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ISW: Putin hopes to convince West to betray Ukraine

by Abbey Fenbert January 3, 2024 7:20 AM 2 min read
Russian dictator Vladimir Putin at the Peterhof Palace outside Saint Petersburg on Dec. 26, 2023. (Alexey Danichev / POOL / AFP via Getty Images)
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Russian dictator Vladimir Putin's comments identifying the West as Russia's "enemy" suggest a Kremlin narrative aimed at convincing Western nations to betray Ukraine in future negotiations with Russia, the Institute for the Study of War (ISW) wrote in its Jan. 2 report.

Putin said on Jan. 1 that “Ukraine by itself is not an enemy" of Russia, claiming that Western countries who wish to destroy Russian sovereignty are the true enemies and that Ukraine has already been "completely destroyed."

According to the ISW, these statements show that Putin sees the war against Ukraine as a war between Russia and the West, rather than a direct attack on Ukraine's sovereignty and territorial integrity.

"Putin’s framing ... indicates that he does not intend to negotiate in good faith with Ukraine and is setting information conditions aimed at convincing the West to betray Ukraine through negotiations," the ISW said.

Politico reported on Dec. 27 that U.S. and European officials are quietly shifting their strategy from helping Ukraine attain a military victory to improving Ukraine's position in future negotiations.

Putin hopes to exploit "any wavering in Western support for Ukraine," the ISW said.  

The New York Times reported on Dec. 23 that Russia would be open to a ceasefire if Ukraine would concede all the territories that Russia currently illegally occupies. These conditions violate both President Volodymyr Zelensky's 1o-point peace formula and the wishes of the vast majority of Ukrainians.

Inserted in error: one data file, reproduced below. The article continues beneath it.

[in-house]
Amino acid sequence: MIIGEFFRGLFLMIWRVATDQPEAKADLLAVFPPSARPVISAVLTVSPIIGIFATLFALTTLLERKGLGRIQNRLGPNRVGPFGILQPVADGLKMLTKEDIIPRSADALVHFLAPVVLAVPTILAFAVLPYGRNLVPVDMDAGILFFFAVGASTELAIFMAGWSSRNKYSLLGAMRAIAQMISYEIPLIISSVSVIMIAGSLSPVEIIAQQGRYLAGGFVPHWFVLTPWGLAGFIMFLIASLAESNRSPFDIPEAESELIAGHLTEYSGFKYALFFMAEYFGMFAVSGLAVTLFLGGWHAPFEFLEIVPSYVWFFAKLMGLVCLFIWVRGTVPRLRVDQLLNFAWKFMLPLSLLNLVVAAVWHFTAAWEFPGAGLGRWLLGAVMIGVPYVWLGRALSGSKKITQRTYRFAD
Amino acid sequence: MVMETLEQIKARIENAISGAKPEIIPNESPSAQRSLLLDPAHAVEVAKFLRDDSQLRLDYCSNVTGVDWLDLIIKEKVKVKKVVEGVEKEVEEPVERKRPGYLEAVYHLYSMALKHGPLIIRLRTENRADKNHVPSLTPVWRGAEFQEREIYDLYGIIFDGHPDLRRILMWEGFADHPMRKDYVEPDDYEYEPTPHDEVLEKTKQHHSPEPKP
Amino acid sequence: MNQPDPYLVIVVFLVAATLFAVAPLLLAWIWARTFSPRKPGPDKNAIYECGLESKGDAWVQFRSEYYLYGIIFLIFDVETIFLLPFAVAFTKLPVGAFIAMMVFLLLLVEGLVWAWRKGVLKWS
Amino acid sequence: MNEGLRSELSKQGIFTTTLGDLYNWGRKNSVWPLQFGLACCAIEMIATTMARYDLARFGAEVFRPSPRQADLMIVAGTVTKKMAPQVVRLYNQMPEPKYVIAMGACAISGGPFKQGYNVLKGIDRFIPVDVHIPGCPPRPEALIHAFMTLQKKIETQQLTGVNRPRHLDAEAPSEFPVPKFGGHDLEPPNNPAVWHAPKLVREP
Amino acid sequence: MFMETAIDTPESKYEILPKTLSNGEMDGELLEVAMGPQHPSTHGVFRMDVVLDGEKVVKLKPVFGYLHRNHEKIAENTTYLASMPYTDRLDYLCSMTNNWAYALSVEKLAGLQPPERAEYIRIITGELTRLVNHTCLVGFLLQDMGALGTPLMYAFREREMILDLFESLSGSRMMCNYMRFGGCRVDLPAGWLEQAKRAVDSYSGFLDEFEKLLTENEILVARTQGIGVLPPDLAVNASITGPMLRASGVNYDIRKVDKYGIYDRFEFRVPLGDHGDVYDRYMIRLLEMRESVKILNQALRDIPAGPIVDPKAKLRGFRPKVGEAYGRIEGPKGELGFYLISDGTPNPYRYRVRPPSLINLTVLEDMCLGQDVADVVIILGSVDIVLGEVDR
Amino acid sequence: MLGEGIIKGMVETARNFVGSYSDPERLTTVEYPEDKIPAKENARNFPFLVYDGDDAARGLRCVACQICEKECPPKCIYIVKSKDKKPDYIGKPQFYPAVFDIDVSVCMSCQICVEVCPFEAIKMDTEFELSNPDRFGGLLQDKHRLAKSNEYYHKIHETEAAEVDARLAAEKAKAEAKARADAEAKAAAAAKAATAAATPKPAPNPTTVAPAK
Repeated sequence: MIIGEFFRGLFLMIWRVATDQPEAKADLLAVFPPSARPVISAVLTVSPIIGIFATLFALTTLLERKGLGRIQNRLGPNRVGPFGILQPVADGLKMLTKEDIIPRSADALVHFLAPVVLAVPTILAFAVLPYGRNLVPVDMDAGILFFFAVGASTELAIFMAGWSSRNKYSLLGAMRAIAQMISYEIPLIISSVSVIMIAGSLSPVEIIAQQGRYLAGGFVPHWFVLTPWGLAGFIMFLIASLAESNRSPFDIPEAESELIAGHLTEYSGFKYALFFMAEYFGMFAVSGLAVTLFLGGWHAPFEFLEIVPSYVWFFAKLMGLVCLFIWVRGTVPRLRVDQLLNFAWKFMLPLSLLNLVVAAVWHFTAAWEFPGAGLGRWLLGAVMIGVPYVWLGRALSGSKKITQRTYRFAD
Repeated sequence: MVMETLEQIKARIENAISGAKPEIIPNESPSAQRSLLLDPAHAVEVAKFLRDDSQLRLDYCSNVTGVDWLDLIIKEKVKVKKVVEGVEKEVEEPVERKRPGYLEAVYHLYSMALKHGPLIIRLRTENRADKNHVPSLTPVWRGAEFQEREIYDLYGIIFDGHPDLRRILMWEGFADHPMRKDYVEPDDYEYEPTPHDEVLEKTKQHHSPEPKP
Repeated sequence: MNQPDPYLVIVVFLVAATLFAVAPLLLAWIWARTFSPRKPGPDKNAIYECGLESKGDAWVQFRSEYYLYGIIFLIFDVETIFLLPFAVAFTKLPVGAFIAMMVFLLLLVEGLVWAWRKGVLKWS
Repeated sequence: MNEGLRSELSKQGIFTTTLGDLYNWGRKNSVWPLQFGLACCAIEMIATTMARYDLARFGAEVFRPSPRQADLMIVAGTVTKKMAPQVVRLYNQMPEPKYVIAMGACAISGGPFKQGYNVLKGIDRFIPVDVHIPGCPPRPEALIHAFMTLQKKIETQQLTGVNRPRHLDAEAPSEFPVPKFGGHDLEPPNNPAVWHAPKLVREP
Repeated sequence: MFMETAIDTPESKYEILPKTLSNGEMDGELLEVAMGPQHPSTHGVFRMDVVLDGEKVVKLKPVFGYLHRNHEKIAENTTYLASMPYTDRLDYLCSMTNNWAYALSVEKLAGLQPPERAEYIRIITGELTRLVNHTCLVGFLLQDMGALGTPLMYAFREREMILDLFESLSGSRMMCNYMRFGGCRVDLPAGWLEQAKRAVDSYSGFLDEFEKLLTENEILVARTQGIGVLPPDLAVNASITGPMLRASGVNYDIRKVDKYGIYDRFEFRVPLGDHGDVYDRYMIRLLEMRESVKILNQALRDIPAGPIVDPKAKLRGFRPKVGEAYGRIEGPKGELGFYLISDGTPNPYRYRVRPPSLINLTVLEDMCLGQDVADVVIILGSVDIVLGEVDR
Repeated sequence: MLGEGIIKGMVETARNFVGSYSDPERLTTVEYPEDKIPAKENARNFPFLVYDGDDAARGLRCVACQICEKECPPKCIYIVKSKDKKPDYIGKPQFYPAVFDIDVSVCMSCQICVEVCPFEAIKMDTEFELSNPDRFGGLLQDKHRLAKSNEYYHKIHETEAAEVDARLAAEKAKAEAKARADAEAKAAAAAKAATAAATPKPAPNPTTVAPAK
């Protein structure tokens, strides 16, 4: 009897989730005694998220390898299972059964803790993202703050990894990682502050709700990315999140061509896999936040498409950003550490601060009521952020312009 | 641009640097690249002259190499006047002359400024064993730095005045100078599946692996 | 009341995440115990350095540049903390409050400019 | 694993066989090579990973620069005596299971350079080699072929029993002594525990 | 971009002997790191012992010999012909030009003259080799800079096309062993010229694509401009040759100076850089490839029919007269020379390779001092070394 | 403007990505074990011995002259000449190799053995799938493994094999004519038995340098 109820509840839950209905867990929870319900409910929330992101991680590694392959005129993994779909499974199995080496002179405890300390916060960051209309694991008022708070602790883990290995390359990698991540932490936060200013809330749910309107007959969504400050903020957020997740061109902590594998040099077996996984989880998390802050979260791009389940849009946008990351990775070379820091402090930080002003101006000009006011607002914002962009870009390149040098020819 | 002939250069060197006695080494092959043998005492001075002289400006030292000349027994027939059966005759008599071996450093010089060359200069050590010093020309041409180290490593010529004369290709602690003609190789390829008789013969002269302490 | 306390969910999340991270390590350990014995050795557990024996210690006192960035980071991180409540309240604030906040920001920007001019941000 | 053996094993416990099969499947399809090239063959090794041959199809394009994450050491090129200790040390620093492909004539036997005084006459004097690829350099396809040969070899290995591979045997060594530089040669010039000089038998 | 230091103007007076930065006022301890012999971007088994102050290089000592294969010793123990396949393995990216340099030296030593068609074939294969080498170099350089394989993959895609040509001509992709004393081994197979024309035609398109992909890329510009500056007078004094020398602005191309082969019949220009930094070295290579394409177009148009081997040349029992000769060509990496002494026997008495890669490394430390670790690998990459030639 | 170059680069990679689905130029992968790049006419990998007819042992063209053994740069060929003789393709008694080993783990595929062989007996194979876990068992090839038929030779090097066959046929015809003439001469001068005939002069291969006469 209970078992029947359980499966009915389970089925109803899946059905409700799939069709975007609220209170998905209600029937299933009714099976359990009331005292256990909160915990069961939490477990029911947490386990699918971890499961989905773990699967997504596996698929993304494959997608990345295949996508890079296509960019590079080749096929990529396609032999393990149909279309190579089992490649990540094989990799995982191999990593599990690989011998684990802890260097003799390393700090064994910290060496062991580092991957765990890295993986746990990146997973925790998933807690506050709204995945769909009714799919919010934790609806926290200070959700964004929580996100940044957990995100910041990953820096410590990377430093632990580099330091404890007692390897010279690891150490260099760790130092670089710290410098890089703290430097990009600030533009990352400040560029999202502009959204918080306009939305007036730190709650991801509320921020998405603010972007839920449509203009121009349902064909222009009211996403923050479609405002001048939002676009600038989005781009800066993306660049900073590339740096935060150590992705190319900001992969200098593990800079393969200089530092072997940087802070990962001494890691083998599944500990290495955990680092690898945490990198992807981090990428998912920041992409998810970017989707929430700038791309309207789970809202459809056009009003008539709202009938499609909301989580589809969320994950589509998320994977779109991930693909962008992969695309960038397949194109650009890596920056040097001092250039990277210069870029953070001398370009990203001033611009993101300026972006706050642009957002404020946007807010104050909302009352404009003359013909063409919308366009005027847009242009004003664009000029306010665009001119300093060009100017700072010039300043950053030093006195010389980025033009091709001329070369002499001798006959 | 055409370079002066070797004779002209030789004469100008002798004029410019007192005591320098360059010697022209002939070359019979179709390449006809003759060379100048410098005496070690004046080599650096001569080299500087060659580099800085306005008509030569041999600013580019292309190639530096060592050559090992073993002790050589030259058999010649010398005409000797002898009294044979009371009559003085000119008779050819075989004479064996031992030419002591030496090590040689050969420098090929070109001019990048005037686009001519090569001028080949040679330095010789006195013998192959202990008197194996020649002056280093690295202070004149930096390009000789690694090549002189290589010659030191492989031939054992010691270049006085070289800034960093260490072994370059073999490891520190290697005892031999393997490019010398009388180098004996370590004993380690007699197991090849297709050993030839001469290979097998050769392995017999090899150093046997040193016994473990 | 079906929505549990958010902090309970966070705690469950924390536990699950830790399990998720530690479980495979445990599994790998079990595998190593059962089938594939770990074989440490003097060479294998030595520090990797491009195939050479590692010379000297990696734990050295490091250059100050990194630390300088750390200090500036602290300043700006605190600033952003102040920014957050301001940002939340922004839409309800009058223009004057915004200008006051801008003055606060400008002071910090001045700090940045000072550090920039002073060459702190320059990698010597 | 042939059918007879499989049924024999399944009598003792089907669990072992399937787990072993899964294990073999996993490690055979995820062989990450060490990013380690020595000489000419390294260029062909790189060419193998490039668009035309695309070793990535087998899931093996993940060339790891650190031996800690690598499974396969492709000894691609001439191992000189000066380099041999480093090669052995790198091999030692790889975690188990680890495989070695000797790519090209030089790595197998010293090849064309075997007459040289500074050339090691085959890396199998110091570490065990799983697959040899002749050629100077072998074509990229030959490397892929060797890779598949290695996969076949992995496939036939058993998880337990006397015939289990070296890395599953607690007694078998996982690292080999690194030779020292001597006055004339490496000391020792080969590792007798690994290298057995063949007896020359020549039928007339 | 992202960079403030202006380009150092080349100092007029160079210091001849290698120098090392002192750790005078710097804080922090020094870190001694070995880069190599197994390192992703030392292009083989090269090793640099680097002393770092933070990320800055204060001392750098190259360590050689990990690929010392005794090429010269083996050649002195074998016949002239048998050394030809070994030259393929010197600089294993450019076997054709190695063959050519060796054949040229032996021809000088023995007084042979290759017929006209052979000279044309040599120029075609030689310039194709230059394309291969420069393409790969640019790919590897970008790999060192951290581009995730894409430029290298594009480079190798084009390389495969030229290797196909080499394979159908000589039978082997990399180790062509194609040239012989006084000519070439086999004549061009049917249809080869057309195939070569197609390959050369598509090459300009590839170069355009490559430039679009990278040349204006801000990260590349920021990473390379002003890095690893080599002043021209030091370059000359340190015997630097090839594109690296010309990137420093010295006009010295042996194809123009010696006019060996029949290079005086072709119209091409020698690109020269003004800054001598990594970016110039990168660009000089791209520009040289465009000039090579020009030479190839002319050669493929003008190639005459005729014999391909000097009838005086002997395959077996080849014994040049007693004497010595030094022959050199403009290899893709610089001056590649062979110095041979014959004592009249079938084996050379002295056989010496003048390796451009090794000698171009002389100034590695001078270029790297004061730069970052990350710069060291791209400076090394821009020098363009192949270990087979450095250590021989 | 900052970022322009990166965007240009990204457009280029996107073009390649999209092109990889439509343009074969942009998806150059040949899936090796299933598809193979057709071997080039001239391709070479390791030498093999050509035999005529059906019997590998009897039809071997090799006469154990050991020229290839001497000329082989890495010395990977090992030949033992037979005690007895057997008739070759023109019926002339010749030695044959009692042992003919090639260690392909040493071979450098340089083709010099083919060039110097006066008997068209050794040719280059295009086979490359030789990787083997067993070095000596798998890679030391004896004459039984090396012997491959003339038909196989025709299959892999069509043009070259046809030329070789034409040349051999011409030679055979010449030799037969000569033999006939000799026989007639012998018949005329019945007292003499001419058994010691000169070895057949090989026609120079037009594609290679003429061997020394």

By "falsely framing Ukraine as pawn without agency," Putin is able to "mask his expansionist and maximalist goals," the ISW said.

The ISW's analysts warned that Putin is not willing to negotiate with Ukraine as an independent actor, and is only interested in "negotiations" with the West about Ukraine's position within Russia's sphere.  

"Any Western commitment to negotiations about Ukraine's future that bypass Ukraine will signal to Russia that it can impose its will upon countries that it deems to be in its sphere of influence – even countries beyond Ukraine," the ISW said.

Putin's rhetoric also aims to justify the heavy losses Russia continues to incur on the battlefield. Erasing Ukraine from the narrative of the war and claiming an existential threat from the West obfuscates Russia's role as aggressor and its sole responsibility for prolonging the conflict.  

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